Big Chief Sitting Room
He is as much at home as an African Elephant
in a skip. The hand carved shaman dancer that sits
out back of the antique bric-a-brac store.
A spirit guide through past suburban taste;
to his fellow forgotten furnishings
he is the Big Chief Sitting Room -
the one with the knotted heart,
begotten by a bookshelf father
on an innocent occasional table.
They've blinkered him with a barricade
of yesterday's fixtures and fittings;
his once big-country, wide-screen view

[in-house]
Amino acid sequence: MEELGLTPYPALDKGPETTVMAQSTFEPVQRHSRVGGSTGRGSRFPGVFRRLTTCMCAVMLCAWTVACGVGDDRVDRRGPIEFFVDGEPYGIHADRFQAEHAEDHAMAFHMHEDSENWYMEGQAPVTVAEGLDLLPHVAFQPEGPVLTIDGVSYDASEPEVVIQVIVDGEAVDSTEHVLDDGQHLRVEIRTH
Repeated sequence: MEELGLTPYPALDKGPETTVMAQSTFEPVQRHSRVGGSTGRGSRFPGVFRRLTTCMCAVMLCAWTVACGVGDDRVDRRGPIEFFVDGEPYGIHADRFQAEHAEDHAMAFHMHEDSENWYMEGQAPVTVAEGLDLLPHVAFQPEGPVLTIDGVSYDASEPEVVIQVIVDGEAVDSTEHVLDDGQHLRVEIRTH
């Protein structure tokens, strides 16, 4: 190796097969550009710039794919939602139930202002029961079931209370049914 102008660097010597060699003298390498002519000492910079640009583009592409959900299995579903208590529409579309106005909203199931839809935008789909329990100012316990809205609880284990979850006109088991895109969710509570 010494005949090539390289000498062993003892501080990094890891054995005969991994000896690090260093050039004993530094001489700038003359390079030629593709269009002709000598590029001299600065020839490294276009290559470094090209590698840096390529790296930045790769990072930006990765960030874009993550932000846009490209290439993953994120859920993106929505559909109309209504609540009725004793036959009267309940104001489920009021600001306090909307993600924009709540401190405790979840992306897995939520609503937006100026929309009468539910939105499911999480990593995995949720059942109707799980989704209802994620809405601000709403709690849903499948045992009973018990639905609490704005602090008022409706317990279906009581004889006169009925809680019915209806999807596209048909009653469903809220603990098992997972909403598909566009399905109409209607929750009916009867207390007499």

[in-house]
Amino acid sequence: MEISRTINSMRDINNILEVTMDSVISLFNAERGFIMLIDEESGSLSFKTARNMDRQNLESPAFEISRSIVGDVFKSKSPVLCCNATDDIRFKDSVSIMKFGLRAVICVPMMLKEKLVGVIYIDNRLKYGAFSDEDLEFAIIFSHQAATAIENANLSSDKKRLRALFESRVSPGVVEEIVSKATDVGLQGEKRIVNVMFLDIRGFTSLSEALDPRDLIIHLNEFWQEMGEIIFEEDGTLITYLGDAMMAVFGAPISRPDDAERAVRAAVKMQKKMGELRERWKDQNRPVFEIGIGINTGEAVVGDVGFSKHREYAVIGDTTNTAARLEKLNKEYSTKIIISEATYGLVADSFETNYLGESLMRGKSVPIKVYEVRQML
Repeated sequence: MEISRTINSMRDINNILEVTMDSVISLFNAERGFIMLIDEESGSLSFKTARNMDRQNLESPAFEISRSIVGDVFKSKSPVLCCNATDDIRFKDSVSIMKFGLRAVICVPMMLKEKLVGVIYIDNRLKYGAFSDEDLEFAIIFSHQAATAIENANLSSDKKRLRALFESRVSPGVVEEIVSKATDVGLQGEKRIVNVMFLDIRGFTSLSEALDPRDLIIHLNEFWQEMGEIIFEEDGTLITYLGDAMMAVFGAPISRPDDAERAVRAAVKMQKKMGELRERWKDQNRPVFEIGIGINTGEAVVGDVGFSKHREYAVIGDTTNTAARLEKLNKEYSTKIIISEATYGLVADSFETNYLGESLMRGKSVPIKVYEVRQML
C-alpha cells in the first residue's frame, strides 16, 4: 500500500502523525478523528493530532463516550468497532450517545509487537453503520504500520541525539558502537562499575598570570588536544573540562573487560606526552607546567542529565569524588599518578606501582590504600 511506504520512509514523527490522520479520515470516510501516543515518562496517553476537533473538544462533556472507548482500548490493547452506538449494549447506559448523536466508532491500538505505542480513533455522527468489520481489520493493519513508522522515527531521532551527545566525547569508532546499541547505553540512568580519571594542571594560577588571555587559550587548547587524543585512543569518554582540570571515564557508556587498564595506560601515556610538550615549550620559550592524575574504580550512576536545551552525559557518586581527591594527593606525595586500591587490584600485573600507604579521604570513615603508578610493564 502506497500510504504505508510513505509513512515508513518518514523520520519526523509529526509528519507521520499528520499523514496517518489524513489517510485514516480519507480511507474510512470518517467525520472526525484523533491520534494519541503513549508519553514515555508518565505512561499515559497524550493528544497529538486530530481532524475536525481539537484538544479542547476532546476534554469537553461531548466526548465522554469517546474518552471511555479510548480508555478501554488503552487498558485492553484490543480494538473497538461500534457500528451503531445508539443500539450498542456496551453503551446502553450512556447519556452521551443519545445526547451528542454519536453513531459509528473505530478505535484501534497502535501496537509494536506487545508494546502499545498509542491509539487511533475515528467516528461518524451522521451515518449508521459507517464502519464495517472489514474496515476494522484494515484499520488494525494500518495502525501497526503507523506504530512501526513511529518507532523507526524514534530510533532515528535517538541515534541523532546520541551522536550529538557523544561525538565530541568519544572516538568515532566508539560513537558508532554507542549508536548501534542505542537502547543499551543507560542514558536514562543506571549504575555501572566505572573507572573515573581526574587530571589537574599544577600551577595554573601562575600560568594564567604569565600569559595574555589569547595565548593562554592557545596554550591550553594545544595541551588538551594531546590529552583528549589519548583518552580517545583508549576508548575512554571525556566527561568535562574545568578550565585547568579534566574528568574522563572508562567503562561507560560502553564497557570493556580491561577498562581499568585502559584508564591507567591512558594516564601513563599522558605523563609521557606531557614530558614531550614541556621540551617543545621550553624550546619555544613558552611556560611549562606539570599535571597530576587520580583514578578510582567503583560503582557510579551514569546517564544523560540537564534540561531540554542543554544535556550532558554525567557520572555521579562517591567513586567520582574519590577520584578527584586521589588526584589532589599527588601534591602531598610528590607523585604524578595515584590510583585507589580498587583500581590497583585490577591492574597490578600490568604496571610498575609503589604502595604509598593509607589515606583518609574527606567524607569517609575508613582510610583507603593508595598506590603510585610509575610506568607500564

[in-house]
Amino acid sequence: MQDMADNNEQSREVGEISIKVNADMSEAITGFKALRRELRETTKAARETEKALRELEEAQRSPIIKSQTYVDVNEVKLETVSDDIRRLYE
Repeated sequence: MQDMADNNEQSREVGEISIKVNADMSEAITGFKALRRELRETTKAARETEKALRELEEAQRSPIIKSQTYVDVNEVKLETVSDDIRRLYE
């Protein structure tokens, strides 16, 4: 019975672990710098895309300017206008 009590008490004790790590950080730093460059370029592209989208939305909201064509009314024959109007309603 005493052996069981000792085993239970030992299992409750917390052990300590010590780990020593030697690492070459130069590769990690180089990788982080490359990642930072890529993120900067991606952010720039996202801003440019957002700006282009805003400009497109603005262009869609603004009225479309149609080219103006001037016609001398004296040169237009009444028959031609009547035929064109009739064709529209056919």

restricted to a reservation
that has been staked out with a wardrobe,
two benches and a standard lamp.
No room there, for the birch-wood buffalo herds
or those mahogany eagles with ebony eyes
that always looked down from the wing.
The accumulated wisdom of unspoken visions
hibernates in the depth in his rings,
somewhere beneath those pock-marks
of flaking enamel he's waiting for empathy's spring.
Warmer days when he can bask in the appropriate words,
born of an atavist mind.
If you've any comments on this poem, Graeme Bes-Green would be pleased to hear from you.